It’s no secret that the not enough children’s books encourage positive depictions of black characters or even display enough images of black people carrying out everyday activities. Representation is key, especially at a young age when children begin to build the foundation of their identities.
To date there is only one Disney princess depicted as a black girl and although ‘Princess and the frog’ is great, she’s a frog for 90% of the the film. This lack of diversity trickles down into children’s self image and although only it may seem like merely entertainment, the effects of not seeing people who look like you can be extremely damaging.
So to combat this we’ve compiled a list of children’s books that display affirming images of girls like us to help nurture a positive self image
Daddy, do my hair by Tola Okogwu
Daddy Do My hair is a series of books celebrating the relationship between Fathers and their children. Each book features a new father-daughter duo working together to explore issues such as bullying, friendships and perceptions of skin colour and hair types.
Love Thy Fro by Casey Elisha and Aliecee Cummings
Love Thy Fro is the perfect story for those just learning to care for their hair. It follows the story of Kemi and her fro from washing to styling and even includes interactive elements to link hair care back to the reader.
Big Hair, Don’t Care by Crystal Swain-Bates
This book follows the life of Lola, a young black girl in love with her huge fro. It’s designed to help build confidence and self esteem around curly hair for children who need a reminder that you’re beautiful even when the world seems to tell you differently.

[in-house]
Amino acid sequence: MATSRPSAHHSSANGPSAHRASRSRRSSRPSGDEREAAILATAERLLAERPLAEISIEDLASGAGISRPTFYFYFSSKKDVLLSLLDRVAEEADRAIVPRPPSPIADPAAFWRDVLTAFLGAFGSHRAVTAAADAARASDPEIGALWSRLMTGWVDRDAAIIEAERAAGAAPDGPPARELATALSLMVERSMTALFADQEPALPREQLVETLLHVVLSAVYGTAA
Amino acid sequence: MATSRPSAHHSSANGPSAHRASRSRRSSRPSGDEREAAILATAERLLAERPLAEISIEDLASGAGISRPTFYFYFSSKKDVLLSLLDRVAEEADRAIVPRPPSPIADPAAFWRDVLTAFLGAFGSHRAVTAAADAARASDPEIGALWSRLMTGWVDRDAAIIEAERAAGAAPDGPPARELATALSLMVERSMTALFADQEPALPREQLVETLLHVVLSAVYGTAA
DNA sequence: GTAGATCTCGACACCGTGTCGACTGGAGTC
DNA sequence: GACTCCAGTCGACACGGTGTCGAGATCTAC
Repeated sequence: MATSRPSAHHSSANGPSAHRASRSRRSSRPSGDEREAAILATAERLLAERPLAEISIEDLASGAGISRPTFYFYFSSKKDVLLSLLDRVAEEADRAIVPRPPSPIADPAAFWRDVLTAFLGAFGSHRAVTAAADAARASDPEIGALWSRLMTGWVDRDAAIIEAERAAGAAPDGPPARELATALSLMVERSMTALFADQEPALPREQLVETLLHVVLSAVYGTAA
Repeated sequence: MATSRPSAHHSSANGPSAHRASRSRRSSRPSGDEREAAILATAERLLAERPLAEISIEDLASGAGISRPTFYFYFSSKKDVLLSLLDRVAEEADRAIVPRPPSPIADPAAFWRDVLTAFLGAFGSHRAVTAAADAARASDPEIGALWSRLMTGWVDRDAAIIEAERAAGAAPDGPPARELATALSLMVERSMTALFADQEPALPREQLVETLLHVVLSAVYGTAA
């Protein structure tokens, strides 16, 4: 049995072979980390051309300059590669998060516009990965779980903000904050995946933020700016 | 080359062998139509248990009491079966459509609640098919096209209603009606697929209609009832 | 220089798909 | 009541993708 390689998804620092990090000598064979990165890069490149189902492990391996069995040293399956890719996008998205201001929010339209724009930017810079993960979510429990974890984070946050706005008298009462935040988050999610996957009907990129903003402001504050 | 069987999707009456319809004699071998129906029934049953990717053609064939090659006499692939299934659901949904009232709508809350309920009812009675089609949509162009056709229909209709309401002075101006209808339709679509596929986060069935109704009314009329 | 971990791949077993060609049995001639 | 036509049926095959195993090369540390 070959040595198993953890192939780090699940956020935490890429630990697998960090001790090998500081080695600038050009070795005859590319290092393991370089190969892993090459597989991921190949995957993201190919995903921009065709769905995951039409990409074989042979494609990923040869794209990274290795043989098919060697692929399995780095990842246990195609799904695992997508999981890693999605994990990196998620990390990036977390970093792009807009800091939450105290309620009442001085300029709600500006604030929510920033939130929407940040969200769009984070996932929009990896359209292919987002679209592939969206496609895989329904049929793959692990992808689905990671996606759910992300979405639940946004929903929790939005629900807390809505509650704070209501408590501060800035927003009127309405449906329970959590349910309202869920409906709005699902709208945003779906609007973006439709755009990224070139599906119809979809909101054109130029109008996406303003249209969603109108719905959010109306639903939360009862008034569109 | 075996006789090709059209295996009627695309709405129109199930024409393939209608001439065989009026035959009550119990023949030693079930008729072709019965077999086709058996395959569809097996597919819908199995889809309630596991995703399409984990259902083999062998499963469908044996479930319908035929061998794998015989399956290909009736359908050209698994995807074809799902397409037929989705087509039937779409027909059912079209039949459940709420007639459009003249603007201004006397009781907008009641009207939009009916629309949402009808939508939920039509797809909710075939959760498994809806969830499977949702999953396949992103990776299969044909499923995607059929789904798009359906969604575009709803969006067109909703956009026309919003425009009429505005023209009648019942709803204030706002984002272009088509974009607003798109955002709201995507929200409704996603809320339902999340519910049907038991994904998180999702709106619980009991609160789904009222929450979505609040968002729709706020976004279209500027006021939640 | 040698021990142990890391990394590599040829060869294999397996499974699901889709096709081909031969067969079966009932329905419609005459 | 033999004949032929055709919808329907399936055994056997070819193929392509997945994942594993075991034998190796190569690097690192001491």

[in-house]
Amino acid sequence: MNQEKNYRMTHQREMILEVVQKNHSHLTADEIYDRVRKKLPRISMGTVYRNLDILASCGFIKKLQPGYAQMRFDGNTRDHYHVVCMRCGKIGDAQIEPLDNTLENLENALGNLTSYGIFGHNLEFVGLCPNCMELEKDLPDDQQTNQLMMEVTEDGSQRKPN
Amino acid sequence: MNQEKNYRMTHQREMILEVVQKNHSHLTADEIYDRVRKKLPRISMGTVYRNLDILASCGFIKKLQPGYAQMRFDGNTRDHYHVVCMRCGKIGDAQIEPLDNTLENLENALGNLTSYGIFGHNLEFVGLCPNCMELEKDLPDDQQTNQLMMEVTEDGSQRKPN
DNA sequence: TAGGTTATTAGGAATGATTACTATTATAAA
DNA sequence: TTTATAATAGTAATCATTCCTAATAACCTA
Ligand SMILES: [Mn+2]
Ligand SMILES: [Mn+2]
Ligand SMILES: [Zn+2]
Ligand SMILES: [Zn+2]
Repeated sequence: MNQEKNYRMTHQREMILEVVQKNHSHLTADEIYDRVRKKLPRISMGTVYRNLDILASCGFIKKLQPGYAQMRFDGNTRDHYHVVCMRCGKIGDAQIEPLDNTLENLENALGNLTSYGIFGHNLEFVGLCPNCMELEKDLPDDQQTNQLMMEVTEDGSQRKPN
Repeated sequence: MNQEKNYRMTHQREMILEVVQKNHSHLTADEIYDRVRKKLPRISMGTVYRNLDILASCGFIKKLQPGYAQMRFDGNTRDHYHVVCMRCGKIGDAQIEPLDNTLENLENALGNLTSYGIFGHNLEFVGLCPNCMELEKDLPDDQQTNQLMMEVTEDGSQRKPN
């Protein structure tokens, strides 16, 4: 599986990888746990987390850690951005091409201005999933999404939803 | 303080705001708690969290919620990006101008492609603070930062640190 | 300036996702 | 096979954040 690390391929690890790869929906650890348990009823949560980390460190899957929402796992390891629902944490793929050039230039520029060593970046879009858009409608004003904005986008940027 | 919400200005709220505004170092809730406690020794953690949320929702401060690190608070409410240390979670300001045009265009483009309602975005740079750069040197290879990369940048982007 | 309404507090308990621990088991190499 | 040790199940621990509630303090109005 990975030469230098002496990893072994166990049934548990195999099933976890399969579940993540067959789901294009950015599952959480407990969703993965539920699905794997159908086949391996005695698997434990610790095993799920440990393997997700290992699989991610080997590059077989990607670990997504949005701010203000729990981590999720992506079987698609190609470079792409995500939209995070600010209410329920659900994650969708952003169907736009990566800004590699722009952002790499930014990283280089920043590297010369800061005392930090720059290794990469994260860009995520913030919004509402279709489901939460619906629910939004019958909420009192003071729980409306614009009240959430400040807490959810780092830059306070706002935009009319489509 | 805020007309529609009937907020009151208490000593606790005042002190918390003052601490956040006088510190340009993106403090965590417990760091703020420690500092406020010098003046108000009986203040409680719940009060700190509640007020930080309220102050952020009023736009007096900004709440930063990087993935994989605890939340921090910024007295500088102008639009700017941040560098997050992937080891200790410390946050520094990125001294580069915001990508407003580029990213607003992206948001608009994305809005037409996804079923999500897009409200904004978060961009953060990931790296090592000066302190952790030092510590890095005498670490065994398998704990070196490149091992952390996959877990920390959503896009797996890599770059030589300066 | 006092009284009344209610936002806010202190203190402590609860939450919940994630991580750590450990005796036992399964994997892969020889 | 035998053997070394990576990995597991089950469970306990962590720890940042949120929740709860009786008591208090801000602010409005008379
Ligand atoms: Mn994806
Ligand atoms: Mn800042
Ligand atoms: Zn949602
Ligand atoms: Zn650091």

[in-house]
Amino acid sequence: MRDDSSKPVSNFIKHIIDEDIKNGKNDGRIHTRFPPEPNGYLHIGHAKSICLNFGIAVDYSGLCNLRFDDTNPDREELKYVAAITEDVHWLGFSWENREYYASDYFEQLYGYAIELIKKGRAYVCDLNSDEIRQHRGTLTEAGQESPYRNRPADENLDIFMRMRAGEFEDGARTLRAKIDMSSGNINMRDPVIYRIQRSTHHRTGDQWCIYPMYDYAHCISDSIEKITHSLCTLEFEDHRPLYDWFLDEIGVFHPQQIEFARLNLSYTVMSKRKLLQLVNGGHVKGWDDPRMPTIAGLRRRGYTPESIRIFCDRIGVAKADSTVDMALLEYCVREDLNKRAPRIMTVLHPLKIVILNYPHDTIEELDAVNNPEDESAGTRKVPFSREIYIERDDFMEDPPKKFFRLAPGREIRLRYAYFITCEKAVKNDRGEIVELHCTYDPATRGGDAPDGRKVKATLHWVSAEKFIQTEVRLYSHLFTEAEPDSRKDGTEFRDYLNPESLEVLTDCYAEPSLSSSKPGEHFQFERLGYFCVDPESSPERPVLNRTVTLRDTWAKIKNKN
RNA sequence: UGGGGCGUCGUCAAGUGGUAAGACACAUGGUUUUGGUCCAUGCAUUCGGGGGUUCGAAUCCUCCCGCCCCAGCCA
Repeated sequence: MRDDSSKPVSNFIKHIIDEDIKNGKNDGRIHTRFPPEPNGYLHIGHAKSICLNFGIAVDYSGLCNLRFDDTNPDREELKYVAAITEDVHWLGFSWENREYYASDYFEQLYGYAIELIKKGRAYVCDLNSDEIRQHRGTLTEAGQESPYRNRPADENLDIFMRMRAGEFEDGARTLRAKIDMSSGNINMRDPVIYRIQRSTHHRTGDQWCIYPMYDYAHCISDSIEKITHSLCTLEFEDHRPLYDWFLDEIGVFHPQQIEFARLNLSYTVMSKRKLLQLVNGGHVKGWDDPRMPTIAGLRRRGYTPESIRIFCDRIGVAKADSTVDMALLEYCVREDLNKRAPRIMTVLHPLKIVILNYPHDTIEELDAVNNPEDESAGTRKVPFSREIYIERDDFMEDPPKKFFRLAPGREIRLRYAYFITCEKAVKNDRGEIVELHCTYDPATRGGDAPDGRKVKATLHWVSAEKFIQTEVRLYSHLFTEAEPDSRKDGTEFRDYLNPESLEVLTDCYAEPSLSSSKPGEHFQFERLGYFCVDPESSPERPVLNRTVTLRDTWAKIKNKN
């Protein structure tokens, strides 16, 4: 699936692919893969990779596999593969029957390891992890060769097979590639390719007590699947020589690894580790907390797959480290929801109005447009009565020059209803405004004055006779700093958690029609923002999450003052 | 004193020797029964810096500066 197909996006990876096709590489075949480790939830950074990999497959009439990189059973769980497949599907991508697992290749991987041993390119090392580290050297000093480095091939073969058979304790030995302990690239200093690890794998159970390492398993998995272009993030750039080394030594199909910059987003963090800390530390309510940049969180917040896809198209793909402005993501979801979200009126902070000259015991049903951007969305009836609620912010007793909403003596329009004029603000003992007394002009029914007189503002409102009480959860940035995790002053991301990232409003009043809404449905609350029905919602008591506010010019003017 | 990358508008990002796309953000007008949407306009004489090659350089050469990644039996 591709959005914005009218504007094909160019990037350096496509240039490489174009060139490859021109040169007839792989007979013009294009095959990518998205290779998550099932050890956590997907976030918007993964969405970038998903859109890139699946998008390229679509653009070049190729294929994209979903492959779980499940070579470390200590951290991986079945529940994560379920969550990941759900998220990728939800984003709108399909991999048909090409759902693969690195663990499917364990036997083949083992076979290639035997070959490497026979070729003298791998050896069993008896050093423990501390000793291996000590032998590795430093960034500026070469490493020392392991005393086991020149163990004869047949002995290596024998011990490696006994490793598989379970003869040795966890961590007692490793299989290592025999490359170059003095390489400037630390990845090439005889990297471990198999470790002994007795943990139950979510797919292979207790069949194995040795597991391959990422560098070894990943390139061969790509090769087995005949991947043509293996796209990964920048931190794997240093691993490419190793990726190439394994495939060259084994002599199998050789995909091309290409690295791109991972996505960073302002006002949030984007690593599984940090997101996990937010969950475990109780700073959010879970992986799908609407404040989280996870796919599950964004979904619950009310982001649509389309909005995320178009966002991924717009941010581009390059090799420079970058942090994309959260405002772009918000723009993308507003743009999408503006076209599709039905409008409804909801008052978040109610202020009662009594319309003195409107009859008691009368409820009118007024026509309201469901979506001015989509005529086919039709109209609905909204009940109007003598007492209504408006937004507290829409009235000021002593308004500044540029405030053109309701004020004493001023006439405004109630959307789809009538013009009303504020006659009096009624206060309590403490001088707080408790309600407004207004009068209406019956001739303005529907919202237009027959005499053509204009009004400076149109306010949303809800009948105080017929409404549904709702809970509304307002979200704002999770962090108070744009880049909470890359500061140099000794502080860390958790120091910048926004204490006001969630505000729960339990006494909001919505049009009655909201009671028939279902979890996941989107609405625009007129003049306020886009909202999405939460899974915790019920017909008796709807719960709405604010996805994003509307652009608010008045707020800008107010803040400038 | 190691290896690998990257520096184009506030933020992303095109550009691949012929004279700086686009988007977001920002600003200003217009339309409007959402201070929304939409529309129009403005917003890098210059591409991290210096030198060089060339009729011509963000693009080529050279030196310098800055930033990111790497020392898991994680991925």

My Two Grannies by Floella Benjamin
Following the life of Alvina, a mixed race child of black and white heritage, ‘My Two Grannies’ shows what life can be like when two cultures come together under one roof. After Alvina’s parents go on holiday her two Grannies move into the house to look after her. What follows is a mixture of games and stories outlining how our differences can ultimately be what bring us together.
Emi’s Curly, Coily Cotton Candy Hair by Tina Olajide
Emi’s Curly, Coily Cotton Candy Hair teaches foundational natural hair care techniques in a memorable way through Emi, a 7 year old with a huge imagination.
I Love My Hair by Natasha Anastasia Tarpley
Championing the diversity of afro hair, ‘I Love My Hair’ outlines the many styles a child can rock from braids to fros to puffs. Seen through the eyes of Keyana and her Mother this story includes watercolour artwork to illustrate the true beauty of black hair.
Color My Fro by Crystal Swain-Bates
Color My Fro features illustrations of natural haired young girls in everyday situations as well as mythical creatures including mermaids, fairies and warriors. Grab your pencils, crayons and afro pick and bring the characters to life!
Happy Hair by Mechal Renee Roe
Happy hair utilises call and response to promote positive self image for girl’s of all shades and hair types. Great for bedtime or morning reading to remind your child of their beauty